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Proceedings Paper

PRM/NIR sensor for brain hematoma detection and oxygenation monitoring
Author(s): Liu Zheng; Hyo Sang Lee; Sandor Lokos; Jin Kim; Daniel F. Hanley; David A. Wilson
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Paper Abstract

The pseudo-random modulation/near IR sensor (PRM/NIR Sensor) is a low cost portable system designed for time-resolved tissue diagnosis, especially hematoma detection in the emergency care facility. The sensor consists of a personal computer and a hardware unit enclosed in a box of size 37 X 37 X 31 cm3 and of weight less than 10 kg. Two pseudo-random modulated diode lasers emitting at 670 nm and 810 nm are used in the sensor as light sources. The sensor can be operated either in a single wavelength mode or a true differential mode. Optical fiber bundles are used for convenient light delivery and color filters are used to reject room light. Based on a proprietary resolution- enhancement correlation technique, the system achieves a time resolution better than 40 ps with a PRM modulation speed of 200 MHz and a sampling rate of 1-10 Gs/s. Using the prototype sensor, phantom experiments have been conducted to study the feasibility of the sensor. Brain's optical properties are simulated with solutions of intralipid and ink. Hematomas are simulated with bags of paint and hemoglobin immersed in the solution of varies sizes, depths, and orientations. Effects of human skull and hair are studied experimentally. In animal experiment, the sensor was used to monitor the cerebral oxygenation change due to hypercapnia, hypoxia, and hyperventilation. Good correlations were found between NIR measurement parameters and physiological changes induced to the animals.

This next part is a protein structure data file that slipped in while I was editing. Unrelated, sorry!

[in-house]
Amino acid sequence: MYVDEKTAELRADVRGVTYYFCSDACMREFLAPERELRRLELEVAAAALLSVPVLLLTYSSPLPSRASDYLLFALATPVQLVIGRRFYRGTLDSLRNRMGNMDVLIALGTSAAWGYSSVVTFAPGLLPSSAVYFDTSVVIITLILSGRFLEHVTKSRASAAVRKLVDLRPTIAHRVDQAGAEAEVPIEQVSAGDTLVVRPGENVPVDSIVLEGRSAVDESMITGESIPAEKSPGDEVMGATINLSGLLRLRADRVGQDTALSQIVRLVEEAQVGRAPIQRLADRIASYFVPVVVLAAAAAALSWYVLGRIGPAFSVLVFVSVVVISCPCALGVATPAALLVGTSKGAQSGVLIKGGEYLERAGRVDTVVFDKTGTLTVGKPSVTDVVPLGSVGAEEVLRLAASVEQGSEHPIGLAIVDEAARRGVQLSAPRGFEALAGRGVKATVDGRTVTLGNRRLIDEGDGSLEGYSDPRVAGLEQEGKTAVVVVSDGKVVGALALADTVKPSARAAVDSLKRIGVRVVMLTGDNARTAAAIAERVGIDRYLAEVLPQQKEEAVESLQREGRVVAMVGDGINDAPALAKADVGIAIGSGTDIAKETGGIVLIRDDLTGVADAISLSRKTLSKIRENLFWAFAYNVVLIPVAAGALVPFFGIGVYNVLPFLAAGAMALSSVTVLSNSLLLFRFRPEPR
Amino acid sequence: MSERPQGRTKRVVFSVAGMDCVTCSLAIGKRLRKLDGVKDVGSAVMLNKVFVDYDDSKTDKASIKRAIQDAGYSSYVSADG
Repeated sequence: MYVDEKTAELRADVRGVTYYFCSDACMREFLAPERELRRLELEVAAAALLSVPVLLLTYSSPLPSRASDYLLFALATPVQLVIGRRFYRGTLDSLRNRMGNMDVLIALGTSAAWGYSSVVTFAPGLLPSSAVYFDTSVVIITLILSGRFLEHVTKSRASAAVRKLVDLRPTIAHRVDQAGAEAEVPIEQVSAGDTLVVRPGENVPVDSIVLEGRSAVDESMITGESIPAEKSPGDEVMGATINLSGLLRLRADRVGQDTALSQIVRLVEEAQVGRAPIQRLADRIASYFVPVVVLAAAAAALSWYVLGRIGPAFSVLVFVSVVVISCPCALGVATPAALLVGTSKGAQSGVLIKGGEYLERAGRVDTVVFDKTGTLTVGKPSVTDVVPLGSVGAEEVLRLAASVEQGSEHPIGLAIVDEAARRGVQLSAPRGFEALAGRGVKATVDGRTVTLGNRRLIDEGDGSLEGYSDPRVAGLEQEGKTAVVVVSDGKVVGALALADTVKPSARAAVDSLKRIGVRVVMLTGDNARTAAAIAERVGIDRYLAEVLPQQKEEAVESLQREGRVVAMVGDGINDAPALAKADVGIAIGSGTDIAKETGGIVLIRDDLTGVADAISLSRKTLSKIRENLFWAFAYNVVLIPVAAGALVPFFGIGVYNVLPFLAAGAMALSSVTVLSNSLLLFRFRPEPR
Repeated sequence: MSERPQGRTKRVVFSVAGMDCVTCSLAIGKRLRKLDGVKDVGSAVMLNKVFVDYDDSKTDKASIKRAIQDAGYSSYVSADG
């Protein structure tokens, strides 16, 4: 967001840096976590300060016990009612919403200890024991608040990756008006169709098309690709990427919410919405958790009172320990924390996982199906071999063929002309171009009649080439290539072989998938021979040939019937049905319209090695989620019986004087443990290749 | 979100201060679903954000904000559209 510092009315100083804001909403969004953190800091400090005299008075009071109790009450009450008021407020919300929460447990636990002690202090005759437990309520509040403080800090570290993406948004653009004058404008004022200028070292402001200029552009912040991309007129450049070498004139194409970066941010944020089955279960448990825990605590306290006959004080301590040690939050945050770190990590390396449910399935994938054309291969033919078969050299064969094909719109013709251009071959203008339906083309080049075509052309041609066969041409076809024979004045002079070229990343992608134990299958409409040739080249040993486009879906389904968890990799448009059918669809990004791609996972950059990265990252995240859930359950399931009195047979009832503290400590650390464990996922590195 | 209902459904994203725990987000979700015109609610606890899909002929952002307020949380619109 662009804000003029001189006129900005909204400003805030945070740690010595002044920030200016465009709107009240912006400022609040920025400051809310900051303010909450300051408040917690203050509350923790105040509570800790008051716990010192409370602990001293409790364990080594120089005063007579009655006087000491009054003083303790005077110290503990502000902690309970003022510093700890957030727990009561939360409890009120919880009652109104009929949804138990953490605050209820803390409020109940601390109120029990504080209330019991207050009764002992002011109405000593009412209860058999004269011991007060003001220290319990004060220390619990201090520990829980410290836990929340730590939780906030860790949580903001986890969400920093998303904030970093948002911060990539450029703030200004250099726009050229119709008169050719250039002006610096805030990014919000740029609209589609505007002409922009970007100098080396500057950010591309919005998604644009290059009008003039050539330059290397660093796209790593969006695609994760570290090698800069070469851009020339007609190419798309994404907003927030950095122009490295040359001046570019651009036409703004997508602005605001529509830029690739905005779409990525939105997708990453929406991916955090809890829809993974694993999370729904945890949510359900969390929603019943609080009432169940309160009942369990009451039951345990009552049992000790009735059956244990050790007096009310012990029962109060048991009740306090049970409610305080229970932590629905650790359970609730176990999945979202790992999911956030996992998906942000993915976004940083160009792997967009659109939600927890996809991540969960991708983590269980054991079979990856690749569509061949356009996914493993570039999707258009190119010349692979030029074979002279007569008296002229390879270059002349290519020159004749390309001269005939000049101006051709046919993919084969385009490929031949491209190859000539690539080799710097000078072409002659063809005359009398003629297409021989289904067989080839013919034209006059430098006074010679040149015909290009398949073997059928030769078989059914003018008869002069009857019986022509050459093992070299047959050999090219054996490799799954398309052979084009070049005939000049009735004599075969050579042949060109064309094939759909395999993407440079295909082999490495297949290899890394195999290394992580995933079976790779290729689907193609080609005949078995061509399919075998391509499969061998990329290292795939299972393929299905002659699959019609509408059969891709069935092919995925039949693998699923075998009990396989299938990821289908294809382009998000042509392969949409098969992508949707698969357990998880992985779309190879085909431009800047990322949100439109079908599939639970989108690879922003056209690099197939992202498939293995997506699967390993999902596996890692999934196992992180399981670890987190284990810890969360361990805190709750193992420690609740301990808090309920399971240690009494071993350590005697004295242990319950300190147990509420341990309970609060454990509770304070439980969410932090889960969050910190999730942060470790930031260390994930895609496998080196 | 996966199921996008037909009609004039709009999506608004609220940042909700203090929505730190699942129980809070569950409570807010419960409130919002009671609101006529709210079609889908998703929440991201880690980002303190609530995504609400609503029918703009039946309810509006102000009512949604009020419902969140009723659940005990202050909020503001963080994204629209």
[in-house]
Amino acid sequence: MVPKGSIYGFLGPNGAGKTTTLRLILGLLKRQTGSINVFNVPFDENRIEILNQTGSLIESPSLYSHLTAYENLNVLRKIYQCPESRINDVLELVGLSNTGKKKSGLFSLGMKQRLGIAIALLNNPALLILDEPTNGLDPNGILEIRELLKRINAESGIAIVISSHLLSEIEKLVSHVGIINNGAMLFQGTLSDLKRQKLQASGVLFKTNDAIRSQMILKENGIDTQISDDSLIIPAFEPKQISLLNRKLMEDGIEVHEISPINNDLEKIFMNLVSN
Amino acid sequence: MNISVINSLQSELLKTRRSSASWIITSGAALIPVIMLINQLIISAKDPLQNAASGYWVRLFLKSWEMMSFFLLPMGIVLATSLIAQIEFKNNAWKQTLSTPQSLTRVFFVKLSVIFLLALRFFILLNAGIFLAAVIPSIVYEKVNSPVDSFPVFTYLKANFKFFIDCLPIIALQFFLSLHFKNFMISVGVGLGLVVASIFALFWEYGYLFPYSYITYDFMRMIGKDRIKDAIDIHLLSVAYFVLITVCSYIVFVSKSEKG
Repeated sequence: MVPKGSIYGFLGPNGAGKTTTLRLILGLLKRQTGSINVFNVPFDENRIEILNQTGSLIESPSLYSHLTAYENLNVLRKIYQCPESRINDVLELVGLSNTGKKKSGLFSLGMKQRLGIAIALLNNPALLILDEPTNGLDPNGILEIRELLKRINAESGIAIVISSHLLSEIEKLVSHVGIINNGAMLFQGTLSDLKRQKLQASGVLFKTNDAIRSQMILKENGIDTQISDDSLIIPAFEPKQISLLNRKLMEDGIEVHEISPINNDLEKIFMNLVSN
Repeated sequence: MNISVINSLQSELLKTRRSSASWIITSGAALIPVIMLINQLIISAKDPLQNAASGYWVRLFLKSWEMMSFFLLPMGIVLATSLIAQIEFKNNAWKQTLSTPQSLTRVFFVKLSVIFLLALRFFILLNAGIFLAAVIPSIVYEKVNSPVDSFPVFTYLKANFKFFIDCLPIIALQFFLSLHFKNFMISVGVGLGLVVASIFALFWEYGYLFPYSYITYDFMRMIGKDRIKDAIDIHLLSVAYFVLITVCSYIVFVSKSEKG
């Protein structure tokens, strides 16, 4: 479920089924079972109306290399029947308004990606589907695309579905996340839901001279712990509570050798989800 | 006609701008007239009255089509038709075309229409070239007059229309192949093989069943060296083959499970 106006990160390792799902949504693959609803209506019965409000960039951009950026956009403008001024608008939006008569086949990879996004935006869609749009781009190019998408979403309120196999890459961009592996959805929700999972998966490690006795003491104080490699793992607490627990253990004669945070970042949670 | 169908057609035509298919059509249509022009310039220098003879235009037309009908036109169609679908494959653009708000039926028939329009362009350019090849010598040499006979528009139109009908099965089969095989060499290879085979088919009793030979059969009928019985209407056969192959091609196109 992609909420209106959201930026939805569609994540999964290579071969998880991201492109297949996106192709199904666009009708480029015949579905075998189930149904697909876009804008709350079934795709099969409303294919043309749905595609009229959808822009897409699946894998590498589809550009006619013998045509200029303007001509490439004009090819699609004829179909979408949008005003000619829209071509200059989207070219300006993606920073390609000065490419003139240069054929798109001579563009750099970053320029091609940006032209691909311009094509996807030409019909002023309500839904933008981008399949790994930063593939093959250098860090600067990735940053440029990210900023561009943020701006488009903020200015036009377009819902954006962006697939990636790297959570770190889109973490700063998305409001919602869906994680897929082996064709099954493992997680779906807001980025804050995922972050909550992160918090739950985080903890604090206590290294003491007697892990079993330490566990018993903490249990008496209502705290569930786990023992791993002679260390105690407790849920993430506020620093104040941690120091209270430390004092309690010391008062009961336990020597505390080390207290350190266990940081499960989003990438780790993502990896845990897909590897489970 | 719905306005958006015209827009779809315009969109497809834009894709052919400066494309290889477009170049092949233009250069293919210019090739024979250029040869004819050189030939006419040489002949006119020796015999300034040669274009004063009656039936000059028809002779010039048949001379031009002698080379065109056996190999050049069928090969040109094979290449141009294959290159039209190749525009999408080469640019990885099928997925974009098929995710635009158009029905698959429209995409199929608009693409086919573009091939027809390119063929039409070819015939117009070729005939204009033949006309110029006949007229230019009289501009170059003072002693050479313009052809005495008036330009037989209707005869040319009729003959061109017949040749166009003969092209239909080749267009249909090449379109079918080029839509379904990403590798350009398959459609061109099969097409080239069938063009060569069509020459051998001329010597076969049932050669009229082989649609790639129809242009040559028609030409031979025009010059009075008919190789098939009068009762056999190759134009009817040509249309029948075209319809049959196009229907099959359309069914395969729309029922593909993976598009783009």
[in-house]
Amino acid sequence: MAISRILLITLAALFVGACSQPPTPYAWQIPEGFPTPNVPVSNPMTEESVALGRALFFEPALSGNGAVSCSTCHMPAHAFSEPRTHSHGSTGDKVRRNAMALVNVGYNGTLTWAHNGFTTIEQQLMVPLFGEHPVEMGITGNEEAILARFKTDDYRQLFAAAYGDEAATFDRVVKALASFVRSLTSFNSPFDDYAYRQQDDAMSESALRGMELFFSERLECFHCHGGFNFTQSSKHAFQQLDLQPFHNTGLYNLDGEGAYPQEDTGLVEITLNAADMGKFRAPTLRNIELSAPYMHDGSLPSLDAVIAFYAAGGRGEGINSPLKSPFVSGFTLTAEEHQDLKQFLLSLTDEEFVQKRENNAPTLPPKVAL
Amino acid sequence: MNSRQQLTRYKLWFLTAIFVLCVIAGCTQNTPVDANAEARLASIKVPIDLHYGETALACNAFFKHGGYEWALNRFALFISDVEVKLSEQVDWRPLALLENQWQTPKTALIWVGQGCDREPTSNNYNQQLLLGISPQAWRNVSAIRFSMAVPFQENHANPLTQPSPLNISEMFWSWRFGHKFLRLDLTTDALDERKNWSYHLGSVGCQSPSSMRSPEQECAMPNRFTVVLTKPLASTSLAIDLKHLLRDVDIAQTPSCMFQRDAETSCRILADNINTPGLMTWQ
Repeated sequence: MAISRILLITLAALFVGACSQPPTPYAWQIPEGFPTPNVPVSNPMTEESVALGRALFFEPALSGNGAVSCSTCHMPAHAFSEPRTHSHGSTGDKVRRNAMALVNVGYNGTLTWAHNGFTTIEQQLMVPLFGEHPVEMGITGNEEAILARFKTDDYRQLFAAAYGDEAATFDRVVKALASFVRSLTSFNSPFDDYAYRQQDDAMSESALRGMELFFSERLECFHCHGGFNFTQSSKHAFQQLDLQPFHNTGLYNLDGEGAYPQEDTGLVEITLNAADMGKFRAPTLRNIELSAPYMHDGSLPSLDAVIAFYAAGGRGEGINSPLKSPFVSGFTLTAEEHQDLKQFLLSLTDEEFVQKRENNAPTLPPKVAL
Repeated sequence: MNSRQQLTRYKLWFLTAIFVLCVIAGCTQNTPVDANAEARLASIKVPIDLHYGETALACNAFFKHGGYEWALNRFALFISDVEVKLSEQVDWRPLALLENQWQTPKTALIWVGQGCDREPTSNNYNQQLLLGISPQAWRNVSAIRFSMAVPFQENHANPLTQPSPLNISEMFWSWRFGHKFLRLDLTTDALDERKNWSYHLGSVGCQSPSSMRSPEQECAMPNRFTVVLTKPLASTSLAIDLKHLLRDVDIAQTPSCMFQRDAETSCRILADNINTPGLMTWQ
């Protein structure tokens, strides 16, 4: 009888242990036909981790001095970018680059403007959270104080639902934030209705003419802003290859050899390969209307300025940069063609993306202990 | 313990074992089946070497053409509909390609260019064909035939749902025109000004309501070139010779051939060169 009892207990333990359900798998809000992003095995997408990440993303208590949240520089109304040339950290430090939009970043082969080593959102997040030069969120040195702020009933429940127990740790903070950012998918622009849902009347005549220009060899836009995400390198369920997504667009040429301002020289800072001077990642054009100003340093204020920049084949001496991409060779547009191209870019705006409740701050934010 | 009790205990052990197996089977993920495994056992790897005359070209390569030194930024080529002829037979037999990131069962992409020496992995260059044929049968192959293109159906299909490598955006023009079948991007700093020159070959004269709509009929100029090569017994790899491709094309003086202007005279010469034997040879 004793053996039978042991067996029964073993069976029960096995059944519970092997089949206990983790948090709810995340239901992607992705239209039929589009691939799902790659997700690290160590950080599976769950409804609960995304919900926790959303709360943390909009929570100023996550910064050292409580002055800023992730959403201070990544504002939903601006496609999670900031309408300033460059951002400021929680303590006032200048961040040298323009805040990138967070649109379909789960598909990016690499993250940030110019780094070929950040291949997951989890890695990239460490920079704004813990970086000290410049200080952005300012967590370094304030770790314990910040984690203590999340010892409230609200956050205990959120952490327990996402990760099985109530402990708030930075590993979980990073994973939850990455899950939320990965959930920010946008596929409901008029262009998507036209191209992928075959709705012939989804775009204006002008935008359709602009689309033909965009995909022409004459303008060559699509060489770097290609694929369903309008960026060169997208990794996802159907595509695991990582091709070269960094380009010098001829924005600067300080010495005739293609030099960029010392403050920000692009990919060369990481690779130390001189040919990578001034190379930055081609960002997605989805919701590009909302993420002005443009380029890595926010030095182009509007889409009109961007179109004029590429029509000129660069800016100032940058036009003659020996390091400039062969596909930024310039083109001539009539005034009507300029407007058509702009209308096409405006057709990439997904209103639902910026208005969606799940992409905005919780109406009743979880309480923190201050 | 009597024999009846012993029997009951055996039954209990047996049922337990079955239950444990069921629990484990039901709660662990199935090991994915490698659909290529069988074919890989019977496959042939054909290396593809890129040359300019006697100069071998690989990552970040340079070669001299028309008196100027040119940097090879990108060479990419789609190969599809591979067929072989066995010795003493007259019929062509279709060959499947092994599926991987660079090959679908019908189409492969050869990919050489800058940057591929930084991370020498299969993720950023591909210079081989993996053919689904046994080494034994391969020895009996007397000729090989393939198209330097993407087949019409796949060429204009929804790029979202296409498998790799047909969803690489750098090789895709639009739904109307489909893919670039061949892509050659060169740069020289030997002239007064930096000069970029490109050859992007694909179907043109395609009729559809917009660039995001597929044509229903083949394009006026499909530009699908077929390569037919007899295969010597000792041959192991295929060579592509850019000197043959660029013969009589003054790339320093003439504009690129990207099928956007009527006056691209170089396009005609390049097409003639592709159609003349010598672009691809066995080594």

Paper Details

Date Published: 16 June 1997
PDF: 10 pages
Proc. SPIE 2976, Biomedical Sensing, Imaging, and Tracking Technologies II, (16 June 1997); doi: 10.1117/12.275537
Show Author Affiliations
Liu Zheng, Science & Engineering Services, Inc. (United States)
Hyo Sang Lee, Science & Engineering Services, Inc. (United States)
Sandor Lokos, Science & Engineering Services, Inc. (United States)
Jin Kim, Science & Engineering Services, Inc. (United States)
Daniel F. Hanley, Johns Hopkins Univ. (United States)
David A. Wilson, Johns Hopkins Univ. (United States)

Published in SPIE Proceedings Vol. 2976:
Biomedical Sensing, Imaging, and Tracking Technologies II
Tuan Vo-Dinh; Robert A. Lieberman; Gerald G. Vurek; Abraham Katzir, Editor(s)

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